“You’ve got that slight edge in your voice, like a blunt saw”
Shelagh Stephenson’s The Memory of Water is probably due a high-profile revival, not least for the richness of its female roles but until then, this radio adaptation will more than suffice. Starring Linda Bassett, Lesley Manville and Elizabeth Berrington as three sisters who reconvene after their mother’s death, Stephenson explores different reactions to grief through the prism of shared memories, or rather how the three women have significantly different memories of the same events. There’s an elegiac beauty to the way in which the familial bond asserts and reasserts itself even as long-held secrets are unearthed and emotional truths about the present aired, and the sheer quality of the cast make it a fantastic piece of radio drama.
A Special Kind of Dark is a much more challenging prospect and whilst it was hard to assess how I really felt about it, given its noir-ish twists and turns and narrative unreliability, it was nice to have such a complex piece of writing to listen to. The story is told by Caspar, who starts an affair with unhappy neighbour Helene but when she is found brutally murdered, is arrested and declared criminally insane. Over the course of a year, he tells psychologist Elodie Testoud of his suspicions of Helene’s husband, the politically ambitious Felix but given we only get Caspar’s version of events, it is never clear when he is telling the truth or lost in a Marlowe-style reverie. It is appealing performed and directed but cumulatively feels as clear as mud, writer Adrain Penketh is so determinedly obtuse that any genuine clues that might exist feel lost.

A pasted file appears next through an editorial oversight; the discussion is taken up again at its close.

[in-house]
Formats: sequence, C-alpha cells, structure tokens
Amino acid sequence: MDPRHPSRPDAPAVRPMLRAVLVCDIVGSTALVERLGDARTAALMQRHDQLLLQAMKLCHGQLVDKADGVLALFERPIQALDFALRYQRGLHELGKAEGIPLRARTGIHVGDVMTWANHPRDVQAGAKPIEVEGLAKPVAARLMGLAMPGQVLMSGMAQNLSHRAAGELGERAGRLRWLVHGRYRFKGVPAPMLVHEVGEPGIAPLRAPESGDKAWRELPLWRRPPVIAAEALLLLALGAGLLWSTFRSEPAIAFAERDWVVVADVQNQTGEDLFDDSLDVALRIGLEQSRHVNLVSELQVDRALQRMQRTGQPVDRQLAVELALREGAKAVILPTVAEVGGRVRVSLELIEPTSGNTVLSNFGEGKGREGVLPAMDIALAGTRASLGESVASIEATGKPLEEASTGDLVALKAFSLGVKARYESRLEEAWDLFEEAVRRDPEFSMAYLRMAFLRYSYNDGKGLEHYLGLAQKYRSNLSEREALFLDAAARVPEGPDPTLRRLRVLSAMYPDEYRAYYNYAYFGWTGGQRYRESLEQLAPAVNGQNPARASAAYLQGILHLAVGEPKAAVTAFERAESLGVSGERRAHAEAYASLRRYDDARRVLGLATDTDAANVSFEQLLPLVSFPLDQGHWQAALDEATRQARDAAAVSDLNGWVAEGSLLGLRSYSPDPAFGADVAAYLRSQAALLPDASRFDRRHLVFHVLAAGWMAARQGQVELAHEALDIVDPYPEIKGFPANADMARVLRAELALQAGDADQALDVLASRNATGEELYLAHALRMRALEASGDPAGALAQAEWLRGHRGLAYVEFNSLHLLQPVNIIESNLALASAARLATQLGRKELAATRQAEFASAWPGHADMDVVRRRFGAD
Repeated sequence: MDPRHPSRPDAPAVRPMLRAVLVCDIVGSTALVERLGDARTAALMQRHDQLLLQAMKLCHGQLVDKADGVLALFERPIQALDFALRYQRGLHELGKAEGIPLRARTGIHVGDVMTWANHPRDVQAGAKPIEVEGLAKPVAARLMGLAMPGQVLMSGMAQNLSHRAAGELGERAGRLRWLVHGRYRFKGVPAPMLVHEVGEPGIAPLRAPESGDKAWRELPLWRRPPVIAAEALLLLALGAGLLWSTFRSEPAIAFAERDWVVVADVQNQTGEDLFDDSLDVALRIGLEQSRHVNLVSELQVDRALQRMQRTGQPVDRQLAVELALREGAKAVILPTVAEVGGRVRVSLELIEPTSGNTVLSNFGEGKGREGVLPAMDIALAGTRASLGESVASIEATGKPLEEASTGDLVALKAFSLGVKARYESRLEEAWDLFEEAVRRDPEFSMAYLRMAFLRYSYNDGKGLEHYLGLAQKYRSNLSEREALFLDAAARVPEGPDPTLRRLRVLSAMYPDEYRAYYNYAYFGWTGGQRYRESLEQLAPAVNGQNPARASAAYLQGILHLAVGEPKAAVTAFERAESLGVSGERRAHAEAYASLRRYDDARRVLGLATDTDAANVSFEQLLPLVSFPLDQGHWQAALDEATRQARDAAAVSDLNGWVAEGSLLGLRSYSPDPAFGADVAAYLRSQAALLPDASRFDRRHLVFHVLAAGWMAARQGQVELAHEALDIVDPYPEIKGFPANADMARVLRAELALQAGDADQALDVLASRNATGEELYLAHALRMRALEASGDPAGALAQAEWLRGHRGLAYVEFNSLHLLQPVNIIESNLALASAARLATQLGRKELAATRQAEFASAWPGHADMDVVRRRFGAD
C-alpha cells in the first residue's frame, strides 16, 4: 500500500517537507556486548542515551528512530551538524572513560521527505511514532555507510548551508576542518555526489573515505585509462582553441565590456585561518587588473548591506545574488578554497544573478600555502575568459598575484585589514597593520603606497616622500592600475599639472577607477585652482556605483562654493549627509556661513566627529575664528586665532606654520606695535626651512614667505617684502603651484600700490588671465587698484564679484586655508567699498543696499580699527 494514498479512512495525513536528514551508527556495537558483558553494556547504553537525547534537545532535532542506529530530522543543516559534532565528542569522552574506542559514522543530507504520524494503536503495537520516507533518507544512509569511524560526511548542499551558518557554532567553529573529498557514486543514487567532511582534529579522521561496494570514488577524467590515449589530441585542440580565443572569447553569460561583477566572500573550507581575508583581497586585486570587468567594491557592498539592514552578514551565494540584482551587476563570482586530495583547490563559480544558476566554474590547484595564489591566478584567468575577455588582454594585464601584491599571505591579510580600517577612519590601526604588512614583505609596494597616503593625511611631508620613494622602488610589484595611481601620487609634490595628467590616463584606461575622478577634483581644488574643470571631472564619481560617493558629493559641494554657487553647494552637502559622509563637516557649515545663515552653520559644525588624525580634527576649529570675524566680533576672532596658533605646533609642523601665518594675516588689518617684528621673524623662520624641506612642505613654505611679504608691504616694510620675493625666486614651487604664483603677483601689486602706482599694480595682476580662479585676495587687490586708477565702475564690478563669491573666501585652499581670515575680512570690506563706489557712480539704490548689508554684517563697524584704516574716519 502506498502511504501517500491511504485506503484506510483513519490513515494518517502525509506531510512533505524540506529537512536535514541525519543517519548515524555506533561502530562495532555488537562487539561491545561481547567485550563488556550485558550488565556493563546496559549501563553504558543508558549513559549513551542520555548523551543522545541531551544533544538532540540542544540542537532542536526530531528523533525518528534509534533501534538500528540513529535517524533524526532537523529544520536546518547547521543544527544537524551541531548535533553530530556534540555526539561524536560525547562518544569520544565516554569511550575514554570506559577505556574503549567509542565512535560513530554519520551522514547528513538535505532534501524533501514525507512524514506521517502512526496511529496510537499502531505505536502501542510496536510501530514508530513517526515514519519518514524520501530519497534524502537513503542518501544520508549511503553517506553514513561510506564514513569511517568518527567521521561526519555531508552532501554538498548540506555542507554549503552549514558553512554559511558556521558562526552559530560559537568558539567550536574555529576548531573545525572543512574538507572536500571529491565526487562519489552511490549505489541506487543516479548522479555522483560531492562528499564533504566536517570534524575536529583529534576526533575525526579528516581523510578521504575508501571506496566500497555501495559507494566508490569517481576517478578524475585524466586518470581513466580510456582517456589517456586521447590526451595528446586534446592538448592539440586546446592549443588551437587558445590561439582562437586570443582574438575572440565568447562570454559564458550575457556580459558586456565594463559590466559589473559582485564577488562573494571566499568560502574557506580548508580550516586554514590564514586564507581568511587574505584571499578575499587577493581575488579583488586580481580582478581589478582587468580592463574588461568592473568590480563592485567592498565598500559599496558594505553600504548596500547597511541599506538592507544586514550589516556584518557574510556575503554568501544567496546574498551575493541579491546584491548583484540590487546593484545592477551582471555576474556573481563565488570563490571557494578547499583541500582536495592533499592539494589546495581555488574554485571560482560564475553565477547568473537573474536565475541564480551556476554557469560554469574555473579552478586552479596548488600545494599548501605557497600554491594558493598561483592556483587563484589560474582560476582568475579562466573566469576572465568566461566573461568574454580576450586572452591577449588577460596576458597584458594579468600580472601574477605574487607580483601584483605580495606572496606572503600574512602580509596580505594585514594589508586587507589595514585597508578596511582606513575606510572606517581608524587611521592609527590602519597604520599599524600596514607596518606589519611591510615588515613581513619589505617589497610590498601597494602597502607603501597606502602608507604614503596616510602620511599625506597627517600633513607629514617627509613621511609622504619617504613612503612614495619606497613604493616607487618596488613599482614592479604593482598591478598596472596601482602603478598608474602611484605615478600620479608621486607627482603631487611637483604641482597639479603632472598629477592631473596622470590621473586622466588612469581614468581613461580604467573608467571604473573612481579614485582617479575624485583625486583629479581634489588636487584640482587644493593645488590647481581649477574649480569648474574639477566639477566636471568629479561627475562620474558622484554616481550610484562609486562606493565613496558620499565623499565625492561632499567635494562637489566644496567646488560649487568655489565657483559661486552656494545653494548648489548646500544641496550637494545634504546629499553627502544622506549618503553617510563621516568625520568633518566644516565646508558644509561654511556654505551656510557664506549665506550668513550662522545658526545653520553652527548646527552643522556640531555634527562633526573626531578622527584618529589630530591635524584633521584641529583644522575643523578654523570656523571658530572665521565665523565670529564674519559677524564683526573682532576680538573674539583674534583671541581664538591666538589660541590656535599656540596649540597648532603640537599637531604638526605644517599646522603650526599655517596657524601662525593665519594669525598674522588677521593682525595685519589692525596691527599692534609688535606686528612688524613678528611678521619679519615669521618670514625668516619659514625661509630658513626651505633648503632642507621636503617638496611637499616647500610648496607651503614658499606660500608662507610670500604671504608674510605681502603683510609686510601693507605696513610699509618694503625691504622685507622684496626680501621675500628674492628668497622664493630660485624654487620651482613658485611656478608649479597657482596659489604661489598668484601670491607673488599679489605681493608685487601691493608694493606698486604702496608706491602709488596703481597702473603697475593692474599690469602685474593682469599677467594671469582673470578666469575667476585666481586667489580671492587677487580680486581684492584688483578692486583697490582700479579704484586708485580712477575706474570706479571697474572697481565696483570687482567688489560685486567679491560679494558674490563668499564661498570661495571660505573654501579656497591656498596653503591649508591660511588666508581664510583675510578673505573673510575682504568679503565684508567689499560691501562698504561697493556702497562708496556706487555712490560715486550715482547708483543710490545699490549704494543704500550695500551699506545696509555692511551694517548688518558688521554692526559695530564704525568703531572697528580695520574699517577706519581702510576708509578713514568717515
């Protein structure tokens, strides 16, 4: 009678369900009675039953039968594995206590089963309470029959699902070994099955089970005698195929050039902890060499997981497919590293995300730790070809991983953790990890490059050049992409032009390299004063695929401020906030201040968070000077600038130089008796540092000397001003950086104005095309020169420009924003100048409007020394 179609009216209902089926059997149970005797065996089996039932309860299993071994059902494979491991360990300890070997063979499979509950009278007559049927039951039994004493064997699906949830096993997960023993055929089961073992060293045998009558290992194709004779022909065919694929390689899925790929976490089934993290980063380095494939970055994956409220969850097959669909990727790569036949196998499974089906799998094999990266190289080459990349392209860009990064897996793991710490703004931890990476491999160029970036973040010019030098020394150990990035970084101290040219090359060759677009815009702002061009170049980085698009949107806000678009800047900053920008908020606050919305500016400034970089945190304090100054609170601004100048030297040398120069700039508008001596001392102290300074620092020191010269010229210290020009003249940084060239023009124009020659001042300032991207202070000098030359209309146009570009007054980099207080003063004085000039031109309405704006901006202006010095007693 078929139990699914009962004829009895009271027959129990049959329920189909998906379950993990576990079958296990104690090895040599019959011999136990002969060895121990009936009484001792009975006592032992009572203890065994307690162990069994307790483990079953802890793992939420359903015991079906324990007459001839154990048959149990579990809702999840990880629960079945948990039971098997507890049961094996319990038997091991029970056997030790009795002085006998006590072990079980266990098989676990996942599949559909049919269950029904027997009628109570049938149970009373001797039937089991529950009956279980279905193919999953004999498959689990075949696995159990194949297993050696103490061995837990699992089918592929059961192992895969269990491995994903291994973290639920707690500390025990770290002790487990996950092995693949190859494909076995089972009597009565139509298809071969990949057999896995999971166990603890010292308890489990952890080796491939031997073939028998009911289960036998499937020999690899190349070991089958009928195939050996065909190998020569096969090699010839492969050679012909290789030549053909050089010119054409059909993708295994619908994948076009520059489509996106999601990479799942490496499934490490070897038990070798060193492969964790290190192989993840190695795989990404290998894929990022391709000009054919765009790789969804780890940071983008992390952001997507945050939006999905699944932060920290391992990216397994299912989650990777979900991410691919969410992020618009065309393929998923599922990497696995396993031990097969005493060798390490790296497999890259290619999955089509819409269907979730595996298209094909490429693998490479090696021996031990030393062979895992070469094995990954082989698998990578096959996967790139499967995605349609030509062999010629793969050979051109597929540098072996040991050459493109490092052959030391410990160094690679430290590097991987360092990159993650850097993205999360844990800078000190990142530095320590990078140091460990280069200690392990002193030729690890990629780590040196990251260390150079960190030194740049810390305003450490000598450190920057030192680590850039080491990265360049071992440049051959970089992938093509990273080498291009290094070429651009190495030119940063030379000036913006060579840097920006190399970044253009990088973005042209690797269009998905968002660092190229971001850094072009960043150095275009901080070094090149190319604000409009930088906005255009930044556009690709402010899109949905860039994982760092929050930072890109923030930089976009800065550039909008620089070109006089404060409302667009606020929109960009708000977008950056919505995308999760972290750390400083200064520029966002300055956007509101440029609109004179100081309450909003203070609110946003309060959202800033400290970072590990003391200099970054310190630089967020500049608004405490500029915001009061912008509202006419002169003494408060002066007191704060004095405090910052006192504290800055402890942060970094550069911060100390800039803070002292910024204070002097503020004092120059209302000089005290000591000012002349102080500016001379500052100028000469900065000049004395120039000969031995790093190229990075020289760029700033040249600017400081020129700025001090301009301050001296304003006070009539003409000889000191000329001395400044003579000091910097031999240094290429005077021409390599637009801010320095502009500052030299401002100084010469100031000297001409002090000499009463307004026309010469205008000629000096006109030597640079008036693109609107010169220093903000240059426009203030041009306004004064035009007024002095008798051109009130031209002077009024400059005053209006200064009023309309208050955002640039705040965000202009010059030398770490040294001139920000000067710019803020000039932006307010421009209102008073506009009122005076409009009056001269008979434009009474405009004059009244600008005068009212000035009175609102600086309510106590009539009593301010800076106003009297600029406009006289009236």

And Then There Were None is one of Agatha Christie’s most enduring thrillers, a genuinely excellent thriller but as with Murder on the Orient Express, it can never really be as good as the first time once the mystery of the murders is revealed. Having seen it on the stage when it last played in the West End, I thus listened to Joy Wilkinson’s radio adaptation of the story with more interest as to how it functioned as a piece of radio drama than a murder mystery per se. And whilst there were aspects I did enjoy, I didn’t always find it to be the most successful of enterprises. It cleaves closely to the original novel and makes great use of a chilling repetition of the Ten Little Soldier Boys rhyme that is so key to the plot, but never fully created the unsettling sense of fear that ought to plague this household of odds and sods who are forced to face a kind of retribution.